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They looked like rag dolls, Reece Wheeler thought.
One by one, the Astroworld Festival coordinator watched from the command center as unconscious Travis Scott fans were crowd-surfed out of the mosh pit and dumped into the sea of bodies raging before one of the biggest rappers in the last decade performed.
The concert hadn’t even begun.
Wheeler texted Shawna Boardman, the festival’s exterior manager of security, a minute before Scott took the stage:
“There’s panic in people’s eyes,” he wrote. “This could get worse quickly.”
“Yes,” Boardman replied.
Wheeler watched in horror over the next hour as no one stopped the concert. Wheeler texted her again:
“I would pull the plug but that’s just me,” he wrote. “I know they’ll try to fight through but I would want it on the record that I didn’t advise this to continue. Someone’s going to end up dead.”
The messages were among thousands of pieces of evidence gathered by the Houston Police Department during its investigation of the Travis Scott Astroworld festival, where 10 fans died and hundreds of others were injured on Nov. 5, 2021. The police department released its complete investigative report Friday.
The 1,266-page document comes on the heels of Scott’s fourth studio album release, “Utopia.”
The police report details for the first time how Scott perceived what was happening mid-performance and what he told police. It contains police interviews with concert promoters, security personnel and other key witnesses that never have been made public before. And it shows, in vivid detail, how no one seemed to know how to stop the tragedy as it unfolded.
Scott had come under fire immediately after the tragedy for continuing to perform for 37 minutes after police and fire officials declared the situation a “mass casualty event.”
Houston police said concert promoter Live Nation had agreed to cut the show short at 9:38 p.m., but Friday’s report indicated Scott did not leave the stage until 10:13 p.m.
Police interviewed two witnesses who said they heard Scott being told in his earpiece that the concert had to end early because there were “bodies on the ground” and that three people had died. Scott told police he didn’t learn of the deaths until after the show, and investigators were unable to understand a recording of the messages relayed to Scott because of the poor quality of the audio.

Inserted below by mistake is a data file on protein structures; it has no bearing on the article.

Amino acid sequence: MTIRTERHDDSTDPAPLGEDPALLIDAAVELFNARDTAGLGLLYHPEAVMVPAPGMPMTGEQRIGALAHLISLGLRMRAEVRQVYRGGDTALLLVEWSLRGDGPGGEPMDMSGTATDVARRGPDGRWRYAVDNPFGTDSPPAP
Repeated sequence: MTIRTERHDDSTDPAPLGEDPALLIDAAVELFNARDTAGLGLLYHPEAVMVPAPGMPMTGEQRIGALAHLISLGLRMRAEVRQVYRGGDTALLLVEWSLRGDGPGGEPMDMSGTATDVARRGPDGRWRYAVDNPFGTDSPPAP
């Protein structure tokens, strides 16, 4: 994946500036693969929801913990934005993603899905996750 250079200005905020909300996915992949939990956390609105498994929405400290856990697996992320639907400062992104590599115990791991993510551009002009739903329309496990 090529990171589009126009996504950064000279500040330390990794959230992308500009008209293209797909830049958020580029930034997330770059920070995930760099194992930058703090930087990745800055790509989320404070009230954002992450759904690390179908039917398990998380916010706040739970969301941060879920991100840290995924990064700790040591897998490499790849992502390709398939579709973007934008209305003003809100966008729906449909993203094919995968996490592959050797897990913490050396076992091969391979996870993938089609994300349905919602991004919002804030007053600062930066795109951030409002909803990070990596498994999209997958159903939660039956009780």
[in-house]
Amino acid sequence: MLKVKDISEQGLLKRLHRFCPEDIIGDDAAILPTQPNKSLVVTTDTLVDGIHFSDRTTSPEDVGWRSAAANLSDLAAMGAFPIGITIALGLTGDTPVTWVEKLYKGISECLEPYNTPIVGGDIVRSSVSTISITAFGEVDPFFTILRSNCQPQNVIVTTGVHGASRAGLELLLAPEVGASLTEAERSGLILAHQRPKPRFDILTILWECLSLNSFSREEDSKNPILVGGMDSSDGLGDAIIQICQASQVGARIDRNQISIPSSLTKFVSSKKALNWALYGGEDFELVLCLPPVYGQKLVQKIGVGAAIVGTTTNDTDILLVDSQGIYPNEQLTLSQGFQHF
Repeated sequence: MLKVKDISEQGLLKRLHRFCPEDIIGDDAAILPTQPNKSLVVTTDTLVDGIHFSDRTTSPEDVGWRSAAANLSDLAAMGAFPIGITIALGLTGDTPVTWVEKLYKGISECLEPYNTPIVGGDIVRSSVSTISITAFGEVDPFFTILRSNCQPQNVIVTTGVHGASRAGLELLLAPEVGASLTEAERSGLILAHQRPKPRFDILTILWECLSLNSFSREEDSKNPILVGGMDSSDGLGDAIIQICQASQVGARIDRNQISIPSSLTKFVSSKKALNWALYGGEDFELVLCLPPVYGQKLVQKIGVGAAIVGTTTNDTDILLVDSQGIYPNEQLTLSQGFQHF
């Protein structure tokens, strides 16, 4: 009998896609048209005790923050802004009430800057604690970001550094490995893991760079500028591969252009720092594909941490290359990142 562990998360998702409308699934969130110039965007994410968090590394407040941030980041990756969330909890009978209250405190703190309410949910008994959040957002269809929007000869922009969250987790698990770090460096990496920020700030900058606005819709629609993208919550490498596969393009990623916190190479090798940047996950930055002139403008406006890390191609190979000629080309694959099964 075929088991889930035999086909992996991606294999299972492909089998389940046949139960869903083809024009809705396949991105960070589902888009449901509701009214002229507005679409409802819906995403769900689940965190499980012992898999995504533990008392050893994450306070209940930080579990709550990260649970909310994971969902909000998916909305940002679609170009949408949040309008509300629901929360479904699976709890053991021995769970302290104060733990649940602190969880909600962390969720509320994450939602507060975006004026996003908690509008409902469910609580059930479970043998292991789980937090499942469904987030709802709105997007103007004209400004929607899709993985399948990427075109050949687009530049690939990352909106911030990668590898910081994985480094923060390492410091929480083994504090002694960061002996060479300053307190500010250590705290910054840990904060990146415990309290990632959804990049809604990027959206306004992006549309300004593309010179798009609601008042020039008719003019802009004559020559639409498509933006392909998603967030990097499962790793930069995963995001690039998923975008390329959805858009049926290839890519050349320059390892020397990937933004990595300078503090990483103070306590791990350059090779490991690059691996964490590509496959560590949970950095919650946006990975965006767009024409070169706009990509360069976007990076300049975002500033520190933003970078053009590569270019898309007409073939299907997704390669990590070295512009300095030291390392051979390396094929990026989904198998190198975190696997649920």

On June 29, a grand jury declined to indict Scott and five other individuals for their roles in the 2021 tragedy after a 19-month investigation. Harris County District Attorney Kim Ogg said the grand jury “found that no crime did occur, that no single individual was criminally responsible.”
The tragedy happened after Scott took the stage on the first night of the two-day festival. Victims were pinned against barriers after thousands squeezed together, investigators said at the June 29 media briefing.
A year after the tragedy, the Houston Chronicle reported no new regulations or standards regarding security, venues or event planning that could help prevent a similar fatal incident had been adopted by the city or Harris County.
The festival took place at NRG Park, which is county property managed by the Harris County Sports and Convention Corp. The complex, however, is within the jurisdiction of the Houston police and fire departments. A joint city-county task joint task force later was convened to clarify jurisdiction in cases with overlapping authority.
From the rapper’s perspective
Eleven minutes into the concert, the first chorus of someone shouting, “Stop the show,” began.
It would take another hour for the concert to end.
In an interview with Houston detectives, Scott said the first time he noticed something was wrong was when he was on an elevated platform for two or three songs and saw a fan waving at him.
At that point, the rapper told the crowd to back up and allow medical personnel into that section of the crowd, according to the interview with reporting officer M.L. Barrow.
“Make sure he good,” Scott shouted into the microphone at 9:26 p.m. — about 10 minutes after the first fan begged him to stop the show.
The rapper noticed an ambulance head toward the crowd and questioned what was going on.
“If everybody good, put a middle finger up in the sky,” he instructed the crowd.
From that moment on, Scott told police, he was in a trance, focused on his performance.
According to the interview with Houston police, Scott was informed that the show had to end after surprise musical guest Drake took the stage. But no one told him it was an emergency.
“Normally if it was something drastic,” Scott told the police, “someone would have to come hit the button or pull the plug.”
Houston police also interviewed Drake. The Canadian rapper said he was whisked onto and off the stage for his performance. Distracted by the stage lights and concentrating on his footing after a recent knee surgery, he never noticed anything amiss.
Later that night, Drake met up with Scott. At that point, they didn’t yet know that something had happened at the show, Drake said. Only later, in a conversation with his manager, did he learn about the tragedy, said the performer, whose real name is Aubrey Drake Graham.
After Drake’s performance ended, Scott left the stage and headed toward his trailer, according to the report. A friend informed him that someone was receiving CPR in the crowd, but at that point the rapper said he assumed they were only talking about one person.
Roughly 40 minutes later, Scott told police he heard maybe there were two people receiving medical treatment and thought to himself, “What is going on?”